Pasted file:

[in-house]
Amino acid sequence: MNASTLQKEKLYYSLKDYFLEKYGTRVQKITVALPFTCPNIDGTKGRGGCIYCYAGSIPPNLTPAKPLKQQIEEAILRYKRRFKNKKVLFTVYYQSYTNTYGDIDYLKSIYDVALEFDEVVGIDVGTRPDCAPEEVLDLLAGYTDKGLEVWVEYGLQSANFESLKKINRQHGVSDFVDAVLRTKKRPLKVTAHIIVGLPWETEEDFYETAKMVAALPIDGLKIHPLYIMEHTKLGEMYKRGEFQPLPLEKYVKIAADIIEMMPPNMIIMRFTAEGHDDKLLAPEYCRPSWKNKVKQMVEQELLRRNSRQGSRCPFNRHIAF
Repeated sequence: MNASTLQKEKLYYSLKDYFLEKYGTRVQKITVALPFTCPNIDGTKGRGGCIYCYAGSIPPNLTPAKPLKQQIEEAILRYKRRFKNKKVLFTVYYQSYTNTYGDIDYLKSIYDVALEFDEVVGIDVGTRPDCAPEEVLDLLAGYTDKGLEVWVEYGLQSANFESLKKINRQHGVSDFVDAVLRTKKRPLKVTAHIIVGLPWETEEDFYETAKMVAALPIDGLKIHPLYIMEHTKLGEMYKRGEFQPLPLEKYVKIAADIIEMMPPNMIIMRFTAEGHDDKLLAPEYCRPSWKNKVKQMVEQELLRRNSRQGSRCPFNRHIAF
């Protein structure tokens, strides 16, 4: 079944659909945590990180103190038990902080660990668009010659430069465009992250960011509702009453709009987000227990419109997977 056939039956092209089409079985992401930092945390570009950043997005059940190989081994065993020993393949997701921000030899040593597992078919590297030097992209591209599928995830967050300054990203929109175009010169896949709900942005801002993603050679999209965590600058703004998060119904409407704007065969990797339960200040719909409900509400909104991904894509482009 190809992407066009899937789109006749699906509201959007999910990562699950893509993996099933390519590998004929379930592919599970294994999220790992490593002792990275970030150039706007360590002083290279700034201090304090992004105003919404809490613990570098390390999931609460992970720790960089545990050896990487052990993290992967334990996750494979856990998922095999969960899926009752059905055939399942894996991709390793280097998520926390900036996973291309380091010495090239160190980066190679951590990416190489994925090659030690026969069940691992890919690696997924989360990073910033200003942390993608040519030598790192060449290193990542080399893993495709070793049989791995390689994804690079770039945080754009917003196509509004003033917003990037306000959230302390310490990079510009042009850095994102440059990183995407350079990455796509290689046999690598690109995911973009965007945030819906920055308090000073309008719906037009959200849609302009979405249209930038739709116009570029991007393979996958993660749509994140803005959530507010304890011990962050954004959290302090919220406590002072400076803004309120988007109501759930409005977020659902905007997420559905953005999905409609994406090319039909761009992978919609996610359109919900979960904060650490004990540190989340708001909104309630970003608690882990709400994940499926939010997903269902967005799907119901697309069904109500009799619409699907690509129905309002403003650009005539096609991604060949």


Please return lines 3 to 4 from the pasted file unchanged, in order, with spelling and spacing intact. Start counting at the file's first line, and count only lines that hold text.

Repeated sequence: MNASTLQKEKLYYSLKDYFLEKYGTRVQKITVALPFTCPNIDGTKGRGGCIYCYAGSIPPNLTPAKPLKQQIEEAILRYKRRFKNKKVLFTVYYQSYTNTYGDIDYLKSIYDVALEFDEVVGIDVGTRPDCAPEEVLDLLAGYTDKGLEVWVEYGLQSANFESLKKINRQHGVSDFVDAVLRTKKRPLKVTAHIIVGLPWETEEDFYETAKMVAALPIDGLKIHPLYIMEHTKLGEMYKRGEFQPLPLEKYVKIAADIIEMMPPNMIIMRFTAEGHDDKLLAPEYCRPSWKNKVKQMVEQELLRRNSRQGSRCPFNRHIAF
């Protein structure tokens, strides 16, 4: 079944659909945590990180103190038990902080660990668009010659430069465009992250960011509702009453709009987000227990419109997977 056939039956092209089409079985992401930092945390570009950043997005059940190989081994065993020993393949997701921000030899040593597992078919590297030097992209591209599928995830967050300054990203929109175009010169896949709900942005801002993603050679999209965590600058703004998060119904409407704007065969990797339960200040719909409900509400909104991904894509482009 190809992407066009899937789109006749699906509201959007999910990562699950893509993996099933390519590998004929379930592919599970294994999220790992490593002792990275970030150039706007360590002083290279700034201090304090992004105003919404809490613990570098390390999931609460992970720790960089545990050896990487052990993290992967334990996750494979856990998922095999969960899926009752059905055939399942894996991709390793280097998520926390900036996973291309380091010495090239160190980066190679951590990416190489994925090659030690026969069940691992890919690696997924989360990073910033200003942390993608040519030598790192060449290193990542080399893993495709070793049989791995390689994804690079770039945080754009917003196509509004003033917003990037306000959230302390310490990079510009042009850095994102440059990183995407350079990455796509290689046999690598690109995911973009965007945030819906920055308090000073309008719906037009959200849609302009979405249209930038739709116009570029991007393979996958993660749509994140803005959530507010304890011990962050954004959290302090919220406590002072400076803004309120988007109501759930409005977020659902905007997420559905953005999905409609994406090319039909761009992978919609996610359109919900979960904060650490004990540190989340708001909104309630970003608690882990709400994940499926939010997903269902967005799907119901697309069904109500009799619409699907690509129905309002403003650009005539096609991604060949």